Some fascinating research has been published in the latest Nature. A new technique is being designed to successfully patch up the mutated gene underlying a rare disease called severe combined immunodeficiency disease (SCID), a.k.a. the ‘bubble-boy’ disease. The technique has a promise to be extended to a wide range of genetic disorders:
To repair the faulty gene, a team led by Michael Holmes of Sangamo Biosciences in Richmond, California, first engineered a protein that was able to comb through the millions of letters in the human DNA code to find a single 24-letter sequence within the defective gene that causes SCID. They fused this protein to an enzyme that snips through DNA at that site.
The researchers aimed to insert this enzyme into human cells, along with a fresh piece of DNA that matched the defective gene but lacked the mutation. Severing the DNA triggers a repair process called recombination, in which the cell attempts to patch up a cut by swapping the entire region with an undamaged segment, in this case, the unmutated DNA sequence.
In a trial experiment, the team showed that it could alter the gene underlying SCID in around 20% of human immune cells, which are the cells destroyed by the disease. The technique cannot currently be used to correct cells within the body, but the researchers think they could extract stem cells, which give rise to the affected immune cells, correct their mutations, and put them back into the patient’s body to restock the immune system.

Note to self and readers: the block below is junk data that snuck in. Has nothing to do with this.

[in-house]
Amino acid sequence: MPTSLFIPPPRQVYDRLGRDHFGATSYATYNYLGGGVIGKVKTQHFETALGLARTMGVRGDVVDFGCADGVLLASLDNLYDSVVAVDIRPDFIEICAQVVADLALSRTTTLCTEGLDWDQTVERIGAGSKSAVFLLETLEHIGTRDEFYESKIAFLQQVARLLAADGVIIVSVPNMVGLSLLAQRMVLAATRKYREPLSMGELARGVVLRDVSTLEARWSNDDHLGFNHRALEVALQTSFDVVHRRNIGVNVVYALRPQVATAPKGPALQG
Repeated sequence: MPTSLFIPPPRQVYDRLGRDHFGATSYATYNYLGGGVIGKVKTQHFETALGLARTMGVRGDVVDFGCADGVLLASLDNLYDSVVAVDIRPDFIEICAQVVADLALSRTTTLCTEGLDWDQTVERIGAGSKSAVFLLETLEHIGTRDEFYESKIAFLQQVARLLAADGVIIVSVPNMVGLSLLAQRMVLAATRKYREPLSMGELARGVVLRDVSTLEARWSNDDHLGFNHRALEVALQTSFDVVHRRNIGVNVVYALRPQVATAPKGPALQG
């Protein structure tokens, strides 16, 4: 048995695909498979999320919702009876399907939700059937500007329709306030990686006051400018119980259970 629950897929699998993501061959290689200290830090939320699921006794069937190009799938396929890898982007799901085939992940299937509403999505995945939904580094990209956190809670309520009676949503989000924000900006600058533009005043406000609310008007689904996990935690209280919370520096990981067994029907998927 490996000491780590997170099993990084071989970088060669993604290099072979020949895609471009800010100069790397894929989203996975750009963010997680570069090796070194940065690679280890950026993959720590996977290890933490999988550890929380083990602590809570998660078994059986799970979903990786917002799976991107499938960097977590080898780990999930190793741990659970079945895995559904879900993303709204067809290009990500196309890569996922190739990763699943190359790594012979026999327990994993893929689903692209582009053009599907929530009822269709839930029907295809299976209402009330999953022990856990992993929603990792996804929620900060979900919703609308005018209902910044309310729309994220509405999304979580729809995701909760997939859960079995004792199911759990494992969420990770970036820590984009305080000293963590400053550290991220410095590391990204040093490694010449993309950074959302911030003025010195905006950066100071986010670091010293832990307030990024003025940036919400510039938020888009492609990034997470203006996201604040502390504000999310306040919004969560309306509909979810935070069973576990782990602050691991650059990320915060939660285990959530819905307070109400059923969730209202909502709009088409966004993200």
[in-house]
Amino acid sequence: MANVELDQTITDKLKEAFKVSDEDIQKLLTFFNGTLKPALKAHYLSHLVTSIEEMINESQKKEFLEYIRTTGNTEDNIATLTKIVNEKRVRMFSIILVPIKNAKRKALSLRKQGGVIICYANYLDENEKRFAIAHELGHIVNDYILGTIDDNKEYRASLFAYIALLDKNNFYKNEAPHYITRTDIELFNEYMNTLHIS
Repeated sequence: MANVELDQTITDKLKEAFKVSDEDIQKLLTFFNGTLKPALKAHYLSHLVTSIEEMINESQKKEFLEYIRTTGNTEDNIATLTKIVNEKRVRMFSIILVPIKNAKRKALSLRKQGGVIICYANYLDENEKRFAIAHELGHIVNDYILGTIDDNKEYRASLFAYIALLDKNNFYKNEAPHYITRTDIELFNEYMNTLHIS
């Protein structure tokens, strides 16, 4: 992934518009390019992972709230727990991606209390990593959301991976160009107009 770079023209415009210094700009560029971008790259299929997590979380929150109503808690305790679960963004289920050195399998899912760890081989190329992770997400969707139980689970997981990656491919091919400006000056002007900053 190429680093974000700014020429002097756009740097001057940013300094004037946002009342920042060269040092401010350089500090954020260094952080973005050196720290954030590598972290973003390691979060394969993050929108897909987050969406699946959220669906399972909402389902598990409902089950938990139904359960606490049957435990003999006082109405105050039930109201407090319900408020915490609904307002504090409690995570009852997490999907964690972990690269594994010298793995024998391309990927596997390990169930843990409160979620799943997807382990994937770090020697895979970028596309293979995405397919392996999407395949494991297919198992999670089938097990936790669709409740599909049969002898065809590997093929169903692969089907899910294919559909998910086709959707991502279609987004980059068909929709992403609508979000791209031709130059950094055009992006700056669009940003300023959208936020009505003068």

Researchers at Sangamo are also developing their technique to tackle HIV. Rather than correct a mutation, the idea is to introduce a defect into a gene in immune cells, so that they no longer allow the virus to enter.
Indeed, the study suggests that researchers could design similar enzymes that recognize and cut DNA at any point in the human genome, potentially triggering almost any change or repair. “It’s very powerful,” says geneticist John Wilson of Baylor College of Medicine in Houston, Texas. “I’m really enthusiastic about this.”
Researchers discovered more than 20 years ago that they could entice mammalian cells to swap one segment of DNA for another by recombination. But the process occurs spontaneously in only one in a million cells: far too few to have any impact on disease.
In the past few years, however, scientists have begun to tailor enzymes like the one used by Holmes, which snip DNA at a particular spot and hugely bump up the rate of recombination. They do this by mixing and matching an array of proteins that recognize and bind to specific three-letter sequences of DNA. By sandwiching together eight of these proteins, for example, they can design one that binds to a chosen 24-letter sequence.
Holmes’s team is the first to design an enzyme that successfully recognizes a mutated gene underlying human disease, and to show that it prompts efficient gene repair.
More at Nature…